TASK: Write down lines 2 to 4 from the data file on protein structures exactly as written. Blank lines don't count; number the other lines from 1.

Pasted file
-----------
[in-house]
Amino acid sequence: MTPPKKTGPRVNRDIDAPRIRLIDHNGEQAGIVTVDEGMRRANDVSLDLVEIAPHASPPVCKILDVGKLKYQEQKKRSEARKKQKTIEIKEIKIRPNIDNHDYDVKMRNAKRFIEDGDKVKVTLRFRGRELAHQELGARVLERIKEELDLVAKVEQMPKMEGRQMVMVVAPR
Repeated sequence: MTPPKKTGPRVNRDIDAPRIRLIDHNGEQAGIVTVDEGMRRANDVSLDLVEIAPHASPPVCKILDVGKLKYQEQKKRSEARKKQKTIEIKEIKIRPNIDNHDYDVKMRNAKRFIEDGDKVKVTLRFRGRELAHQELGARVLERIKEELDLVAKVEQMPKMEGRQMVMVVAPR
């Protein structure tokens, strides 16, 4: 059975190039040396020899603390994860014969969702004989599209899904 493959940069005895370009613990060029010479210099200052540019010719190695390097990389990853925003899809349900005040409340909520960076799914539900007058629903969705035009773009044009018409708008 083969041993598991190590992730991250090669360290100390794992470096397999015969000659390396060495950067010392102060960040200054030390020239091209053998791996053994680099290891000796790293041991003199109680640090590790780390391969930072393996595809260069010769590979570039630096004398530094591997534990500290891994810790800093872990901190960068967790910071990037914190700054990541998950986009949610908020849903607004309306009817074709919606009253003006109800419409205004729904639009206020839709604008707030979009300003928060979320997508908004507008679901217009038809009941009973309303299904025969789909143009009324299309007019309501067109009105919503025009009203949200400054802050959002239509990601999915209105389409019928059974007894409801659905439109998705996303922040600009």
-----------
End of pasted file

Amino acid sequence: MTPPKKTGPRVNRDIDAPRIRLIDHNGEQAGIVTVDEGMRRANDVSLDLVEIAPHASPPVCKILDVGKLKYQEQKKRSEARKKQKTIEIKEIKIRPNIDNHDYDVKMRNAKRFIEDGDKVKVTLRFRGRELAHQELGARVLERIKEELDLVAKVEQMPKMEGRQMVMVVAPR
Repeated sequence: MTPPKKTGPRVNRDIDAPRIRLIDHNGEQAGIVTVDEGMRRANDVSLDLVEIAPHASPPVCKILDVGKLKYQEQKKRSEARKKQKTIEIKEIKIRPNIDNHDYDVKMRNAKRFIEDGDKVKVTLRFRGRELAHQELGARVLERIKEELDLVAKVEQMPKMEGRQMVMVVAPR
């Protein structure tokens, strides 16, 4: 059975190039040396020899603390994860014969969702004989599209899904 493959940069005895370009613990060029010479210099200052540019010719190695390097990389990853925003899809349900005040409340909520960076799914539900007058629903969705035009773009044009018409708008 083969041993598991190590992730991250090669360290100390794992470096397999015969000659390396060495950067010392102060960040200054030390020239091209053998791996053994680099290891000796790293041991003199109680640090590790780390391969930072393996595809260069010769590979570039630096004398530094591997534990500290891994810790800093872990901190960068967790910071990037914190700054990541998950986009949610908020849903607004309306009817074709919606009253003006109800419409205004729904639009206020839709604008707030979009300003928060979320997508908004507008679901217009038809009941009973309303299904025969789909143009009324299309007019309501067109009105919503025009009203949200400054802050959002239509990601999915209105389409019928059974007894409801659905439109998705996303922040600009």